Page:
The advances and increased adoption of cloud computing raise important policy considerations, including shared data storage, geographic location, transparency, access, and security. In addition, conflicting legal obligations and competing claims of governmental jurisdiction over data usage continue to limit cloud computing services and their adoption. Divergent rules on privacy, data retention, and other issues cause ambiguity and create significant legal challenges.
Microsoft has been addressing privacy issues associated with cloud computing and online services since the launch of the Microsoft Network in 1994. Microsoft remains committed to protecting the privacy of its customers. We understand that strong privacy protections are essential for building trust in the cloud and helping cloud computing reach its full potential. That's why we built Office 365 with strong data protection in mind with a dedicated team of privacy professionals.
As part of our long-term commitment to Trustworthy Computing, Microsoft strives to earn and strengthen trust by building robust privacy and data protections into our products and services. The Trustworthy Computing Group at Microsoft focuses on creating and delivering secure, private, and reliable computing experiences based on sound business practices. The privacy group within Trustworthy Computing manages our privacy governance program, which includes ongoing employee training, identification of emerging privacy issues in the industry, and regular updates to our privacy standards. We work to responsibly manage and protect the data we store, to be transparent about our privacy practices, and to offer meaningful privacy choices. These three tenets—responsibility, transparency, and choice—are the foundation of Microsoft's approach to privacy.
Microsoft privacy principles and privacy standards guide the collection and use of customer and partner information at Microsoft and give our employees a clear framework to help ensure that we manage data responsibly. To put our principles and standards into practice, we have invested heavily to build a comprehensive privacy governance program. Microsoft employs many full-time privacy professionals, with several hundred other employees helping to ensure that privacy policies, procedures, and technologies are applied across our products and services. In addition, Microsoft's global privacy community helps to ensure that the company's privacy policies, procedures, and technologies are applied within our business units. This community includes a three-tiered group of privacy champs, leads, and managers who work with developers, marketers, lawyers, and business executives to review Microsoft products and services and provide guidance on privacy-related issues.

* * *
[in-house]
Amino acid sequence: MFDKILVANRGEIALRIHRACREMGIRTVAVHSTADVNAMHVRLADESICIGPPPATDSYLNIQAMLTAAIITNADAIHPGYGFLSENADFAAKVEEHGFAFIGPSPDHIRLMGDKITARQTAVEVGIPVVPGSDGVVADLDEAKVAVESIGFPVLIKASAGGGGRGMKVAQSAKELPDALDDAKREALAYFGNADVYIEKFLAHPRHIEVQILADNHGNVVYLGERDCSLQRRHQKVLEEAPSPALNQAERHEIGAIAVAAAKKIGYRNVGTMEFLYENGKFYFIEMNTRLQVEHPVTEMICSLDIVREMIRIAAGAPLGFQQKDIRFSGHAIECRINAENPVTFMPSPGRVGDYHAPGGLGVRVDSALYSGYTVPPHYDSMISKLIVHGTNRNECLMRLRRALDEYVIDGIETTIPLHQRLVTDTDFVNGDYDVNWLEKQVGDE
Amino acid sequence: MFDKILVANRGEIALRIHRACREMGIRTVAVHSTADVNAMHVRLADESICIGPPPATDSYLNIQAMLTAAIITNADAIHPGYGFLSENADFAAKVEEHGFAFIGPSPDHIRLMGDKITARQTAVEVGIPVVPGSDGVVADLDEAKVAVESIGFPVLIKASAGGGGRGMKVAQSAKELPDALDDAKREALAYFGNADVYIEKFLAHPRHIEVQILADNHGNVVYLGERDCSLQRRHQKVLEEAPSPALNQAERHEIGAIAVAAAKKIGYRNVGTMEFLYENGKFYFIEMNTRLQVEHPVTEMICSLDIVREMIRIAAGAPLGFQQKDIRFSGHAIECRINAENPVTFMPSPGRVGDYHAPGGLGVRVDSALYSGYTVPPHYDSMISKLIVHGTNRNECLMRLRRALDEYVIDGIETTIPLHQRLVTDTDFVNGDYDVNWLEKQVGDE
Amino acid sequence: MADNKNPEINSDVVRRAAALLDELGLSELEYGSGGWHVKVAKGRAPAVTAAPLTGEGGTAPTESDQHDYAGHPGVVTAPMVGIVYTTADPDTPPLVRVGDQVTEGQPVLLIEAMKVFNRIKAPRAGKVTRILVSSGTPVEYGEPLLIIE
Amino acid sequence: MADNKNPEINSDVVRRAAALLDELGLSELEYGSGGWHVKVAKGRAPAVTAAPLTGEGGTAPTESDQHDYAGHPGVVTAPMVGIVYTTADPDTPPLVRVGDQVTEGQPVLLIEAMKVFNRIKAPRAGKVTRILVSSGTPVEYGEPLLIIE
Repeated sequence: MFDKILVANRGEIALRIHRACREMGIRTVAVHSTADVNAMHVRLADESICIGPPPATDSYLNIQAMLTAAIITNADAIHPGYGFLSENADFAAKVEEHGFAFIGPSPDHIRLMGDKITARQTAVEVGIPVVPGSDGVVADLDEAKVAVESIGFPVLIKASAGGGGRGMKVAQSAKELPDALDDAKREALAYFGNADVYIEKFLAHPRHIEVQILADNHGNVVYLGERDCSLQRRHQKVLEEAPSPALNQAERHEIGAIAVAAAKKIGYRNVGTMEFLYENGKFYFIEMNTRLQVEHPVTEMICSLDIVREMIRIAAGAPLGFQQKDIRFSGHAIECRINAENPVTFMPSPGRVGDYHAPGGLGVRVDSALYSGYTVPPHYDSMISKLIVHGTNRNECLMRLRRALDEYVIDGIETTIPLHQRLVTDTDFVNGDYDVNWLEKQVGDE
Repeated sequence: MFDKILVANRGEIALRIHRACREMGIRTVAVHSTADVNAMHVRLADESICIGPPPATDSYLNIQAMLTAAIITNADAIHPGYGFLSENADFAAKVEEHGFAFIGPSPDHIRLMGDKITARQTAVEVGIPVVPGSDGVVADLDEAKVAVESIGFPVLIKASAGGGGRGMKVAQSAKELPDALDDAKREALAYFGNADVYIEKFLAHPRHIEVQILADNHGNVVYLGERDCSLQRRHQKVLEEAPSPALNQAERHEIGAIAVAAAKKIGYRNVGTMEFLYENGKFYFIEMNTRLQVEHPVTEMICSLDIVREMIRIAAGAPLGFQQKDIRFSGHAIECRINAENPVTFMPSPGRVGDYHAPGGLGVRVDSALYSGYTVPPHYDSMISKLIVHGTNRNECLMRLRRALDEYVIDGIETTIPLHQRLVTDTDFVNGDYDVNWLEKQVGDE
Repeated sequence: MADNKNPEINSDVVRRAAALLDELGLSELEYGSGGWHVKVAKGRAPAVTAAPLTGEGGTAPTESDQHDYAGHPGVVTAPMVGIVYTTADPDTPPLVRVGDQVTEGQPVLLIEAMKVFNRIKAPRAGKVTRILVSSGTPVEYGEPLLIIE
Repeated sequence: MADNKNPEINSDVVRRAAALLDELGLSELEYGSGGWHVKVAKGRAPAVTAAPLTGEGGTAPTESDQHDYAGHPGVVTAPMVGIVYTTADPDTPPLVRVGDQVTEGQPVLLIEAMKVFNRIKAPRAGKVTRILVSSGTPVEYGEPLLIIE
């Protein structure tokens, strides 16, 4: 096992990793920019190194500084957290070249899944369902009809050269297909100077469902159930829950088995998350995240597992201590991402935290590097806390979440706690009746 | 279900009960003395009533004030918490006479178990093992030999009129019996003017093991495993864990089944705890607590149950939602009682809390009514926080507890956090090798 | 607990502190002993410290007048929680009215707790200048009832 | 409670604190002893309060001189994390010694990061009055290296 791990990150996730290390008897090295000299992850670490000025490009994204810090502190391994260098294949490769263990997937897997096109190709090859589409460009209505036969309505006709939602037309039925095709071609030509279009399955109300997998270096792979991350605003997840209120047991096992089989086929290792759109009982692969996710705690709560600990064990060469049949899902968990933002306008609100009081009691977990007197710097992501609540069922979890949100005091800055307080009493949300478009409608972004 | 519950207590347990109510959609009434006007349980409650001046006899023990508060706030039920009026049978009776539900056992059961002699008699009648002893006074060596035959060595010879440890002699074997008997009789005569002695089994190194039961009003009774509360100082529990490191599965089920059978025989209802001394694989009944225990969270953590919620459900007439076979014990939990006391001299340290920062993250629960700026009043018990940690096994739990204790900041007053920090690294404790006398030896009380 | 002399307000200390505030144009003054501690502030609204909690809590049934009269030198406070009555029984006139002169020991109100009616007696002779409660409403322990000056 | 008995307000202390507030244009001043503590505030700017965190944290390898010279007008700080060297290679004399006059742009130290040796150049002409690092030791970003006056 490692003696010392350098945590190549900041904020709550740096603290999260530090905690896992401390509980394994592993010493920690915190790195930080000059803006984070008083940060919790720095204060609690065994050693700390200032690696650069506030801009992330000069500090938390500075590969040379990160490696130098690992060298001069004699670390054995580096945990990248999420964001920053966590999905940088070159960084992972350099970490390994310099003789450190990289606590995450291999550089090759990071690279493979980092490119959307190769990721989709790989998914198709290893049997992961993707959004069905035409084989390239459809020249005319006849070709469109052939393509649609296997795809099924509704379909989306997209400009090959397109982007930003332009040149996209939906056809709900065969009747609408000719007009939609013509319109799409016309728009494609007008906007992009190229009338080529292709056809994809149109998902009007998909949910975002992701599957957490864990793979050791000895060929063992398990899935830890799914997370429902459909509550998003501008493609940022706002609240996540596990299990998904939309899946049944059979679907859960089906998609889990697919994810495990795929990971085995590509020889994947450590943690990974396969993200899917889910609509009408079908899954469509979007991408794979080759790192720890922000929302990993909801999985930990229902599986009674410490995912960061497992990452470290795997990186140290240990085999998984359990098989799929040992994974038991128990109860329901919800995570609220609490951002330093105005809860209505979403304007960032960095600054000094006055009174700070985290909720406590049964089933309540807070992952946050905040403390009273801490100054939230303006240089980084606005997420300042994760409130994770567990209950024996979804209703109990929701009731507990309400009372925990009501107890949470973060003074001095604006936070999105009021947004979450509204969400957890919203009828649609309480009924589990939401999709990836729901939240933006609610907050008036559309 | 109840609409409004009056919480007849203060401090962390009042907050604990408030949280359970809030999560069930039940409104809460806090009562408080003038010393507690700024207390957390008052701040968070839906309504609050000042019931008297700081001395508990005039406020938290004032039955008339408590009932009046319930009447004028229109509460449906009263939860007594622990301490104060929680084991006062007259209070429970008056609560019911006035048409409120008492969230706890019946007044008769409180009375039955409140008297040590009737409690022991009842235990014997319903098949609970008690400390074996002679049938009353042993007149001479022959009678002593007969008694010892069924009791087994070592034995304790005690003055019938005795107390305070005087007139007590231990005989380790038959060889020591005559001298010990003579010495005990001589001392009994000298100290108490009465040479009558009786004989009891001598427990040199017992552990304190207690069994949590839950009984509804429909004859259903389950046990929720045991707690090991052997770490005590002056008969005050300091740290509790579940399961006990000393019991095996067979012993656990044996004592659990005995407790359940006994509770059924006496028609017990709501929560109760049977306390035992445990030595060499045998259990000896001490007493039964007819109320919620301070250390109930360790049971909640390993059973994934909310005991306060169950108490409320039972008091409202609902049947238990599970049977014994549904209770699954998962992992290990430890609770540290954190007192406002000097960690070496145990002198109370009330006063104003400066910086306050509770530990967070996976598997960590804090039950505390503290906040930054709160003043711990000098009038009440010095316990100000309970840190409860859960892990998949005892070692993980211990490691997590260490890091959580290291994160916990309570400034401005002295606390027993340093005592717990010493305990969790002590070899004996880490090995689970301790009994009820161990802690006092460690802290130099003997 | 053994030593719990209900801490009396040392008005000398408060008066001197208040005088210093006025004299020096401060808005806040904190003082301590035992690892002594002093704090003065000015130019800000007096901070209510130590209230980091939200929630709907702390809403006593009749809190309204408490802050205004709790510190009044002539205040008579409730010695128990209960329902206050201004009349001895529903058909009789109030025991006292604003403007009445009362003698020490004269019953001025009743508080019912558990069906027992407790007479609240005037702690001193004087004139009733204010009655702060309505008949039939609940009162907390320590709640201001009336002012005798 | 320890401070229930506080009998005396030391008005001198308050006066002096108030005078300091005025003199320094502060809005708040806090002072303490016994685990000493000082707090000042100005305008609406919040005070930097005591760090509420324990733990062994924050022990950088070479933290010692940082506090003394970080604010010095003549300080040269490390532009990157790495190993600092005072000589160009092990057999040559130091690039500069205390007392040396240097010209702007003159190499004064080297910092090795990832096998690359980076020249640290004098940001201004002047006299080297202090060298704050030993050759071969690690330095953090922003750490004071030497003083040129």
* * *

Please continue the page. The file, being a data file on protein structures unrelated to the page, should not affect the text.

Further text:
For more information about the implementation of these privacy principles in Office 365, see the Office 365 Online Service Terms. These six principles form the foundation of Microsoft's approach to privacy and will continue to shape the way we build our products and services. In-line with these principles, Microsoft's privacy standards govern the privacy aspects of the development and deployment of Microsoft consumer and enterprise products and services, including Microsoft's cloud services. It informs Microsoft employees and vendors about how to develop products and services with users' privacy in mind so that users are able to better understand and control the collection, storage, retention/destruction, and use of their data.
Like all of Microsoft's products and services, Office 365 undergoes privacy reviews that are designed to identify privacy requirements and help product teams follow Microsoft privacy policies and standards and various national and international industry certification standards (e.g., ISO 27001/27018, SOC/SSAE 16, FedRAMP, etc.). The privacy review process identifies privacy risks and remediation plans. Prior to the release of any product or service, a final privacy review confirms that all implementations based on the review findings have been completed and all requirements are met.